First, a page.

This suggests that understanding the importance of languages is useful for domestic, as well as international business.
It’s important to make sure your business materials and website provide optional languages in Spanish and other commonly spoken languages.
4. Reasons to be Multi-Lingual
There is increasing scientific evidence that suggests learning a second language makes you smarter.
If you want smarter employees, it’s important to provide language learning opportunities. You won’t only benefit from the ability of your staff to connect with business people from other cultures and languages. You might find that they produce better work as a result.
Knowing more than one language not only boosts your brainpower but it also makes your mind more resilient against diseases and disorders, such as Alzheimer’s.
5. Onomatopoeia is not the Same Everywhere
If you’re looking to advertise your products and services on the international market, it’s important to know how onomatopoeia works. Many companies use sounds to market products to the consumer.
The best example of this is Kellogg’s Rice Krispies. What sound do they make when you add milk?
That’s right – “snap, crackle and pop”. But this isn’t the same everywhere.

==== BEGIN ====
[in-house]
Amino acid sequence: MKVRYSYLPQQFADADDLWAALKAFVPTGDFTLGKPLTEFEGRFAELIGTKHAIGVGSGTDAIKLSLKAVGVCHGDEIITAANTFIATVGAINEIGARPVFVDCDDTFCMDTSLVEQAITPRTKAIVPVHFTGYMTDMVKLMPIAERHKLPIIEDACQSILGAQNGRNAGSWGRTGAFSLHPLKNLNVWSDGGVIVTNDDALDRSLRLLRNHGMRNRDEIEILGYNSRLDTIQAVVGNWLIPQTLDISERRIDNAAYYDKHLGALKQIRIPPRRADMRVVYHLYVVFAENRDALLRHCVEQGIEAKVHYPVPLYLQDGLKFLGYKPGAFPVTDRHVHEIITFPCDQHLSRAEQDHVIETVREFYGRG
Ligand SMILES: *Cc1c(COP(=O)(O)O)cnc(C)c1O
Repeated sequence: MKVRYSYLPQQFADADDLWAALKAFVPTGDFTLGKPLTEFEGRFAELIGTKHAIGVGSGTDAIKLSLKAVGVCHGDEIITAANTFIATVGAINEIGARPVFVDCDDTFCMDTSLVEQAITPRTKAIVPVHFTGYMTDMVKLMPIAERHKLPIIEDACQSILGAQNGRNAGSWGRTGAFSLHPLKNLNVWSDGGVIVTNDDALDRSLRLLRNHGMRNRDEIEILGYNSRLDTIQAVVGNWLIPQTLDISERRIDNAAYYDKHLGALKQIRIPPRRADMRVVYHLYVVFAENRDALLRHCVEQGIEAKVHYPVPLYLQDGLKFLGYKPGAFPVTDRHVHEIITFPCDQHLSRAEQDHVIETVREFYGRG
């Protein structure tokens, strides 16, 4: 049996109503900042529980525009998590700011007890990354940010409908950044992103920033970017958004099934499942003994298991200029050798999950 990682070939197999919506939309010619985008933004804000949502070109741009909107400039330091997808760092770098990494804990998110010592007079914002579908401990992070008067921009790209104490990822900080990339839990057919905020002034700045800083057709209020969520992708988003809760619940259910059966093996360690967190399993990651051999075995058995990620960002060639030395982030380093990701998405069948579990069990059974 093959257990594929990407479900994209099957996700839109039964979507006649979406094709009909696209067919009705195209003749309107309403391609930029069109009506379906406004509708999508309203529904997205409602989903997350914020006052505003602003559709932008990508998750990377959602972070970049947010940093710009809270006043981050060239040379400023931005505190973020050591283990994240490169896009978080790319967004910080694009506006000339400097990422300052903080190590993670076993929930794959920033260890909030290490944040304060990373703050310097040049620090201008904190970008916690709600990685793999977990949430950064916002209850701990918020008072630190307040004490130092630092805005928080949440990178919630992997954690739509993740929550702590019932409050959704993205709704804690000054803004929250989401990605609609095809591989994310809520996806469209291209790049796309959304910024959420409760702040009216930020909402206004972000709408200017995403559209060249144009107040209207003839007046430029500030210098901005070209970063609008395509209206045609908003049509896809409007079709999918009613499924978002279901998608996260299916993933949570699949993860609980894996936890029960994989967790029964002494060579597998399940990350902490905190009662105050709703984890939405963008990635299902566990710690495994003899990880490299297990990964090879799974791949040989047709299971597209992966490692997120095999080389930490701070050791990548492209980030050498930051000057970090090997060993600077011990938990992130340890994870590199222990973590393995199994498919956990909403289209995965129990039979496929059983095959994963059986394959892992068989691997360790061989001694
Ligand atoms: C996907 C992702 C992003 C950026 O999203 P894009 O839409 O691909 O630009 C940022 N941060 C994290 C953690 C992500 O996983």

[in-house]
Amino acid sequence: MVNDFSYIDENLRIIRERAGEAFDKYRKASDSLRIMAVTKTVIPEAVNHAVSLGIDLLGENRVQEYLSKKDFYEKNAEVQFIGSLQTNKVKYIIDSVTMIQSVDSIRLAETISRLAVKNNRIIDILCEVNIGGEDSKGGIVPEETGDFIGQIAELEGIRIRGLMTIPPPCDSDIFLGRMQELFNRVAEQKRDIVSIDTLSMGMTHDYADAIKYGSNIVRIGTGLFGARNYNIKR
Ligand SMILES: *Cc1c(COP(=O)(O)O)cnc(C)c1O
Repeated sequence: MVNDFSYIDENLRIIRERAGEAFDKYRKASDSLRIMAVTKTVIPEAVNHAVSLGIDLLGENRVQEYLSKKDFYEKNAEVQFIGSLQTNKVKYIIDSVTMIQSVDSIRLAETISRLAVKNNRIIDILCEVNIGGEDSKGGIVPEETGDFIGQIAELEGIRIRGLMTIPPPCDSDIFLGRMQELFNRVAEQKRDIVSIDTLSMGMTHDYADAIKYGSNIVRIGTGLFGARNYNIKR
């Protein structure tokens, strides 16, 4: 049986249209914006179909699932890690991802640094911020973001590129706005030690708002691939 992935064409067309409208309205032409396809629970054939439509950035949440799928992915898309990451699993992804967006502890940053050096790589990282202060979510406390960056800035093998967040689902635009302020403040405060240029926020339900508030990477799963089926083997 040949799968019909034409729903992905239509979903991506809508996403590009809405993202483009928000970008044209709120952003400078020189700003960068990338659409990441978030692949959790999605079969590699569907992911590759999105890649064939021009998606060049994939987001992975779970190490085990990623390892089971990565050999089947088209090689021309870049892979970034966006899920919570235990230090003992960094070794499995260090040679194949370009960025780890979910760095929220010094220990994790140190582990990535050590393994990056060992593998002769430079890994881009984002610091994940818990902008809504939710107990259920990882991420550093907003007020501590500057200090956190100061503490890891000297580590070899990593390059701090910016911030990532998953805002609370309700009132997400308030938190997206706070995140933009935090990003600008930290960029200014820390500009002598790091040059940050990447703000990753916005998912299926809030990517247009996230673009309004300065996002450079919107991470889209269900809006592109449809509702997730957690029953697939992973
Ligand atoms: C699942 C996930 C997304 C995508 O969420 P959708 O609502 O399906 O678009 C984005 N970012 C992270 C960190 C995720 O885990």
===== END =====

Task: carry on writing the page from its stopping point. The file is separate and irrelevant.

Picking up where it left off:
Kelloggs changed the jingle for different language cultures. For example, in French-speaking countries, they go “Cric, Crac, Croc”. While in German-speaking countries, they make the sounds, “Knisper, Knasper, Knusper”.
6. Language Influence Each Other
Many people wrongly assume that languages are fixed but, in fact, they organically change over time. Languages have always influenced each other, and they always will.
Have you ever heard two French speakers having a conversation? And have you realized you understand the odd word or two?
This is because 30 percent of the English language is actually French in origin. Including the words “information”, “table”, and “chef”.
7. Language Creates Relationships
According to Forbes Magazine, “Relationships matter as much as products and services“. A large part of doing business is about forming networks and relationships with others.
Language was originally developed by human beings as a way to more easily create relationships with others and to replace less effective methods. Surprisingly, scientific evidence into our cousins, macaque monkeys, shows that language is simply a replacement for grooming.
If you want to form a network with people in international business, it’s important to be able to speak their language. Avoid the grooming part though…
If you want to find out more about our translation and other language services, get in touch with us today for a quote.
Nick joined the team in 2017 to spearhead Argo’s expanding marketing initiatives. He graduated from North Central College in Naperville, IL with a BA in political science and a minor in global studies. Previously, he worked as a digital strategist for innovative marketing agencies in Chicago and as a political consultant for domestic and international clients in Washington, DC.